2.3. mRNA Quantification with Real-Time Quantitative PCR

Total RNA was extracted from the livers of rats at 24 weeks of age. RNA was transcribed into cDNA using MMLV reverse transcriptase and random primers (Invitrogen, Carlsbad, CA, USA). The reaction mixture was incubated for 10 min at 25˚C, 1 h at 37˚C, and 5 min at 95˚C. Realtime PCR quantification was performed in a 50 µL reaction mixture with an automated sequence detector combined with ABI Prism 7700 Sequence Detection System software (Applied Biosystems, Foster City, CA, USA). The reaction mixture contained 50 ng of synthesized cDNA, 3.5 mM MgCl2, 0.3 µM primers, 0.1 µM probes, and 1.25 units of Ampli Taq Gold. Cycle parameters were 10 min at 95˚C, followed by 40 cycles of 15 s at 95˚C and 60 s at 60˚C. The following primers and FAM-conjugated probes were designed using Primer Express software (Applied Biosystems, Table 1). The mRNA levels of glucokinase (GK), glucose-6-phosphatase (G-6-Pase), glycogen synthase (GS), glycogen phosphorylase (GP), sterol regulatory element-binding protein 1 (SREBP1), and microsomal triglyceride transfer protein (MTP) were quantified and normalized for the comparison against a control reaction for 18 s rRNA (purchased from Applied Biosystems).

2.4. Statistical Analysis

Results were expressed as the mean ± standard deviation. Statistical analysis was performed using StatLight 1998(c) Yukms corp. Comparisons between two groups were made as follows: when equality of variances was indicated by an F test, statistical analysis was performed using a Student’s t-test; when equality of variances was not indicated by an F test, statistical analysis was performed using an Aspin-Welch’s t-test. Differences were defined as significant at p < 0.05.


The chronic effects of phlorizin on the biological parameters are shown in Figure 1. Body weights in SDT rats were lower than in SD rats. Phlorizin treatment showed no change in the body weights in SDT rats (Figure 1(a)). Non-fasted serum glucose levels in SDT rats showed a remarkable increase as compared with those in SD rats (At 24 weeks of age, SDT rats, 716.8 ± 34.8 mg/dl vs. SD rats, 131.0 ± 4.6 mg/dl). Phlorizin treatment improved the hyperglycemia from 21 to 24 weeks of age in SDT rats (Figure 1(b)) and showed a significant reduction in the HbA1c level at 24 weeks of age (Control, 10.2% ± 2.2% vs. Phlorizin treatment, 6.6% ± 1.2%) (Figure 2). Chronic treatment with phlorizin induced good glycemic control in SDT rats. Non-fasted serum insulin levels in SDT rats were lower than in SD rats and the insulin levels in SDT rats with phlorizin treatment did not show significant changes (Figure 1(c)). Non-fasted serum TG levels in SDT rats increased only at 24 weeks of age as compared with those in SD rats. The TG levels in SDT rats with phlorizin decreased from 23 to 24 weeks of age (Figure 1(d)). Non-fasted serum TC levels in SDT rats were lower than those in SD rats with a significant change at 23 weeks of age. Phlorizin treatment showed no changes in the TC levels in SDT rats (Figure 1(e)).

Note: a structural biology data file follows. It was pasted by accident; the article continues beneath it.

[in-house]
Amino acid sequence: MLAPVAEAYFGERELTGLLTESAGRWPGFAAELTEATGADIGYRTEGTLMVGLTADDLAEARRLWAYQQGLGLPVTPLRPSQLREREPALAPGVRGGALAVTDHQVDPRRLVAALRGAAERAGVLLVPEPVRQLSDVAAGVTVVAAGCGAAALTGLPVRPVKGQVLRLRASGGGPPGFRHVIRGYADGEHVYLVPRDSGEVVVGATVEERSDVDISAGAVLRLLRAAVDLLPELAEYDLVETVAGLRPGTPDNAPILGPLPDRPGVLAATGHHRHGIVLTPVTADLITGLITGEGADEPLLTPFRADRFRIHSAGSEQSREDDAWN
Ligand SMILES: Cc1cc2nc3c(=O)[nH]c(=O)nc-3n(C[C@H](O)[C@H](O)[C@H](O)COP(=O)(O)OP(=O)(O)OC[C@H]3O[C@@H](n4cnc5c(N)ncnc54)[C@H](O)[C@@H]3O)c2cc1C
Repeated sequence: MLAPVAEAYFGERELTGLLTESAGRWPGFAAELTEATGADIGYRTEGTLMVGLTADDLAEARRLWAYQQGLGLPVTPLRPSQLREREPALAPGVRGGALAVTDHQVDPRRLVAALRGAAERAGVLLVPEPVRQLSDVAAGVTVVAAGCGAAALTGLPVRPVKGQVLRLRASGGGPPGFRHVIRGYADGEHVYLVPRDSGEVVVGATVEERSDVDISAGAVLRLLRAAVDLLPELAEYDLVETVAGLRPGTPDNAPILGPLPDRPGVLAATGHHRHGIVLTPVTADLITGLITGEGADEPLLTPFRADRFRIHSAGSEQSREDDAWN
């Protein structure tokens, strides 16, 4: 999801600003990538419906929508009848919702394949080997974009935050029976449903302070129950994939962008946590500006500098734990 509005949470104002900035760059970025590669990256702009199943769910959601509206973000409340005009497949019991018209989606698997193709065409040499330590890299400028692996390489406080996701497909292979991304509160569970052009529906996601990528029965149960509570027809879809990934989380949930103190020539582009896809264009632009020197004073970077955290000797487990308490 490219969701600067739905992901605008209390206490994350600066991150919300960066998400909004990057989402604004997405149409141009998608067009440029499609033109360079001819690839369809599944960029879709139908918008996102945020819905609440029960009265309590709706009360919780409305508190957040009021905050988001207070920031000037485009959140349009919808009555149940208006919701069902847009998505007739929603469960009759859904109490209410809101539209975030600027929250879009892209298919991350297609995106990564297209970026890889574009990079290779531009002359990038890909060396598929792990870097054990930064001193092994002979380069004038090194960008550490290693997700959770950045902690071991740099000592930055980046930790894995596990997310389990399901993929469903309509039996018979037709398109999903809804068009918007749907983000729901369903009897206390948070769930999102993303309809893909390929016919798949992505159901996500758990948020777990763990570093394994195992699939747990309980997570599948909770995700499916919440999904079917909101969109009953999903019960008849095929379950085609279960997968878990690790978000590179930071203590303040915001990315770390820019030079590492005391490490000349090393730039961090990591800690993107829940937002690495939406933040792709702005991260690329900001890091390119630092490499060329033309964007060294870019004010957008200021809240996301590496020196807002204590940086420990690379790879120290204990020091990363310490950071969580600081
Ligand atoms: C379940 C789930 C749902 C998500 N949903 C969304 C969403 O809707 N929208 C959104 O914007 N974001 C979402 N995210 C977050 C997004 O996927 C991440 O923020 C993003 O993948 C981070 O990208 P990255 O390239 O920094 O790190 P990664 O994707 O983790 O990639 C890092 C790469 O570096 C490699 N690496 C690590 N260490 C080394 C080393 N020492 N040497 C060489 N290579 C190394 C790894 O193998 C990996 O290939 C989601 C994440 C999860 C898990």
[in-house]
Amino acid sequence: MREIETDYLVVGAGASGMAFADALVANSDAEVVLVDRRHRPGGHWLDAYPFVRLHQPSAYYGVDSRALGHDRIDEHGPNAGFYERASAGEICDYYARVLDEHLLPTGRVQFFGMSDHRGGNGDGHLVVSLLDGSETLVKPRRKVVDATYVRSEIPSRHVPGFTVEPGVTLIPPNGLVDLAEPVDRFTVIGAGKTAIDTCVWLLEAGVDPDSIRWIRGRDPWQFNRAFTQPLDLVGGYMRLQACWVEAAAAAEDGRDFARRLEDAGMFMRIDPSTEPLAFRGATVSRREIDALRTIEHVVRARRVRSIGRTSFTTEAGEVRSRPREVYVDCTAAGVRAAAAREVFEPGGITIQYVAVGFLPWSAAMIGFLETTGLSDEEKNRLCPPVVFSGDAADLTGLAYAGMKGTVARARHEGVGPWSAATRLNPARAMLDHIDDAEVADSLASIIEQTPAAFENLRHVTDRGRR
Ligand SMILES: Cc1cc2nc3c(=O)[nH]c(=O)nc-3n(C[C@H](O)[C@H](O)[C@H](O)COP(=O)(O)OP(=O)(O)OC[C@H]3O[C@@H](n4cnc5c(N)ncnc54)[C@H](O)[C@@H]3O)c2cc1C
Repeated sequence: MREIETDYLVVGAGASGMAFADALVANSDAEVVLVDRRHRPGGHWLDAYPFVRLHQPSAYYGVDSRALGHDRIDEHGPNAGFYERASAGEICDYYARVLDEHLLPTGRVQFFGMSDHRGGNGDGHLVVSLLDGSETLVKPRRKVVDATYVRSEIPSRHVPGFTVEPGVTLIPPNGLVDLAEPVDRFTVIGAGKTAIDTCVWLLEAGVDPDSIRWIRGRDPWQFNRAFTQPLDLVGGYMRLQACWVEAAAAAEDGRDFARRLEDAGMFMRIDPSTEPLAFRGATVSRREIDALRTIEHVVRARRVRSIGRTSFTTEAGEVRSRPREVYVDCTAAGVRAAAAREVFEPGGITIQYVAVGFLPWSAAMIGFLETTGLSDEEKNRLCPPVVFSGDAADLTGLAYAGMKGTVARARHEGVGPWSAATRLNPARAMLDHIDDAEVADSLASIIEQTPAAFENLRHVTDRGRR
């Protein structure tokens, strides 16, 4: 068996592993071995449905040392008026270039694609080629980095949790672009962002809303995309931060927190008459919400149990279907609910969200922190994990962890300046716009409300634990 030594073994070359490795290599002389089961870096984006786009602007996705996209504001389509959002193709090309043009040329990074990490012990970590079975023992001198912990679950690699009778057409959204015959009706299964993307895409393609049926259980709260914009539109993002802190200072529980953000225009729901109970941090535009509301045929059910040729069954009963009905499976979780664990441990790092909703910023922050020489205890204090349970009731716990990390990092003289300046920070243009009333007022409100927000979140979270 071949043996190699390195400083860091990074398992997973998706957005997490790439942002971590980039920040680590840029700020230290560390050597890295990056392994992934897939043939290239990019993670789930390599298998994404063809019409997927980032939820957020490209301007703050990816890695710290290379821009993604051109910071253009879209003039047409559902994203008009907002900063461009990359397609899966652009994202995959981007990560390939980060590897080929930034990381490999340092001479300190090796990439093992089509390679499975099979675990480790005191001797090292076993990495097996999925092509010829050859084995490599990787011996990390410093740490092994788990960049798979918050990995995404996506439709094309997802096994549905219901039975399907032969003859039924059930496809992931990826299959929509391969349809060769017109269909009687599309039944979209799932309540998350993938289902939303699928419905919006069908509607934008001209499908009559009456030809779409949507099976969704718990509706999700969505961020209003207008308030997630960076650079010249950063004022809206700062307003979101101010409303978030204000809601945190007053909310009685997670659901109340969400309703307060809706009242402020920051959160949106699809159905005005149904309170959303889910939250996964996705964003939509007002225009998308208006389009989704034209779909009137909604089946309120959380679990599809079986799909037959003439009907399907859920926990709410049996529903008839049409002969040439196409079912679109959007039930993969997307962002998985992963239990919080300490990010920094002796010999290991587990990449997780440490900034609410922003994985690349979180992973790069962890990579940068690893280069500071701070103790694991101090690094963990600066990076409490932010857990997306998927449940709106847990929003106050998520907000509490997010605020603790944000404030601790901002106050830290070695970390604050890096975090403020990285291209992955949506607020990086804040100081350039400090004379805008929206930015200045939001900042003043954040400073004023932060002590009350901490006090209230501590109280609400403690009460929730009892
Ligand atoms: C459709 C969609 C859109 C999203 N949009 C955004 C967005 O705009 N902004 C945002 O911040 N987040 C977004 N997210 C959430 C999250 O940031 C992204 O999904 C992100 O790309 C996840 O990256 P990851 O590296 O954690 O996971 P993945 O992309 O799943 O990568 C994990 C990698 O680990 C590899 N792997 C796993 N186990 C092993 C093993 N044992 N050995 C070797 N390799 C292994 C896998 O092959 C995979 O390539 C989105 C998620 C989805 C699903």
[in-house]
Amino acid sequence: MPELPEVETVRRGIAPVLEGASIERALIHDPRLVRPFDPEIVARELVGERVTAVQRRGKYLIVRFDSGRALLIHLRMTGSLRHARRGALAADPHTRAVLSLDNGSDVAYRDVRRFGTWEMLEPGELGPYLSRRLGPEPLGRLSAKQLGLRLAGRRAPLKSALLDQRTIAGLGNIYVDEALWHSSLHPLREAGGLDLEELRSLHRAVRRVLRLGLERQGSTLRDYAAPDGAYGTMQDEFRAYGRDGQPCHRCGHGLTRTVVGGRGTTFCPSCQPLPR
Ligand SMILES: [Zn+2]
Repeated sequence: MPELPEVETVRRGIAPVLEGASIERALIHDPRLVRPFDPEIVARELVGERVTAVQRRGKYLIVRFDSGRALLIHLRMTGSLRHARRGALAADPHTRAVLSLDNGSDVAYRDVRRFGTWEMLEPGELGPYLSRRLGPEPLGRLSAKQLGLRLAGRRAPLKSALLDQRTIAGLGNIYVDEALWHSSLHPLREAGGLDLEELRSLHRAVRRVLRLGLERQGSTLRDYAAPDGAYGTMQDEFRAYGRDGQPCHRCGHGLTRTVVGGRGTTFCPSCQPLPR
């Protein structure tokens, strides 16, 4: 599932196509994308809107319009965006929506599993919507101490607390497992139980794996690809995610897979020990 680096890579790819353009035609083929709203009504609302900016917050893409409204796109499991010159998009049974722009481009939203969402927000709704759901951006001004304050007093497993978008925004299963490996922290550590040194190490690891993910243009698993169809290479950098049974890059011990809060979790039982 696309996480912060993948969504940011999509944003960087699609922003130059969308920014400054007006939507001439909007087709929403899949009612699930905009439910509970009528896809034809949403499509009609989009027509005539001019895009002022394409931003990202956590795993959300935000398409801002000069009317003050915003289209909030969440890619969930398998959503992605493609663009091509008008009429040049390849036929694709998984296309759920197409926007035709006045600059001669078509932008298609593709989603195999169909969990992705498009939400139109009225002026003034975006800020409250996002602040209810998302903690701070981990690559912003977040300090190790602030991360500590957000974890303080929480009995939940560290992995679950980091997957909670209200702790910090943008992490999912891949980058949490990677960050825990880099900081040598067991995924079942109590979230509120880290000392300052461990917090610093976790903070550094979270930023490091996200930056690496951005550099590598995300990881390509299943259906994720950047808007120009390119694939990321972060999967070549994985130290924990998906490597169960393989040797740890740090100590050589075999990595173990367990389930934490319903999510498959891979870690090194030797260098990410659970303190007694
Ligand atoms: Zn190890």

Phlorizin improved the hyperglycemia in other diabetic models. In Goto-Kakizaki rats, which is a nonobese animal model of type 2 diabetes, phlorizin decreased the blood glucose levels and improved the glucose stimulated insulin secretion [17]. In BioBreeding (BB) rats, which is an animal model for type 1 diabetes, phlorizin with 5-aminoimidazole-4-carboxyamide ribonucleoside (AICAR) decreased the blood glucose levels and reversed hypoglycemia-specific defects in glucagon secretion [18]. It is considered that phlorizin induces an improvement of glycometabolic abnormalities by ameliorating glucotoxicity.

In addition to analyses of the biological parameters, mRNA expression of the enzymes and proteinsrelated to glycolipid metabolism in the liver were measured to examine how phlorizin treatment in SDT rats affects the function of the glycolipid metabolism. mRNA expression

Table 1. Primers and probes for real time PCR reactions.